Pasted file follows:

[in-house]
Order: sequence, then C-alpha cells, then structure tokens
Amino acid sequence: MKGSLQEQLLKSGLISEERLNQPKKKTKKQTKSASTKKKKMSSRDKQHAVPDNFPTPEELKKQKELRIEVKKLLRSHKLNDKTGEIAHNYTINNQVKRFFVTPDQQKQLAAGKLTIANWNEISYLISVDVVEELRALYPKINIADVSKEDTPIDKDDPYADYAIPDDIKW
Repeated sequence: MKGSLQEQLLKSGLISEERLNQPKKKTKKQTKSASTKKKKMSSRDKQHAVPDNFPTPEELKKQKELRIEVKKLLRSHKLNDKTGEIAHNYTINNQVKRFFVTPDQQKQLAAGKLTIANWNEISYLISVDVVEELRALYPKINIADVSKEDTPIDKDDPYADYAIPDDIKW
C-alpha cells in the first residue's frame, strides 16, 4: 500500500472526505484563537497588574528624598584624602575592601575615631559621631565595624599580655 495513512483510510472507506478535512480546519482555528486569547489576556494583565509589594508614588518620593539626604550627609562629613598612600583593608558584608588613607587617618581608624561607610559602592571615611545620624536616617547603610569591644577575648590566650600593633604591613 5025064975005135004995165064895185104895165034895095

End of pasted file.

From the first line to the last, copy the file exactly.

[in-house]
Order: sequence, then C-alpha cells, then structure tokens
Amino acid sequence: MKGSLQEQLLKSGLISEERLNQPKKKTKKQTKSASTKKKKMSSRDKQHAVPDNFPTPEELKKQKELRIEVKKLLRSHKLNDKTGEIAHNYTINNQVKRFFVTPDQQKQLAAGKLTIANWNEISYLISVDVVEELRALYPKINIADVSKEDTPIDKDDPYADYAIPDDIKW
Repeated sequence: MKGSLQEQLLKSGLISEERLNQPKKKTKKQTKSASTKKKKMSSRDKQHAVPDNFPTPEELKKQKELRIEVKKLLRSHKLNDKTGEIAHNYTINNQVKRFFVTPDQQKQLAAGKLTIANWNEISYLISVDVVEELRALYPKINIADVSKEDTPIDKDDPYADYAIPDDIKW
C-alpha cells in the first residue's frame, strides 16, 4: 500500500472526505484563537497588574528624598584624602575592601575615631559621631565595624599580655 495513512483510510472507506478535512480546519482555528486569547489576556494583565509589594508614588518620593539626604550627609562629613598612600583593608558584608588613607587617618581608624561607610559602592571615611545620624536616617547603610569591644577575648590566650600593633604591613 5025064975005135004995165064895185104895165034895095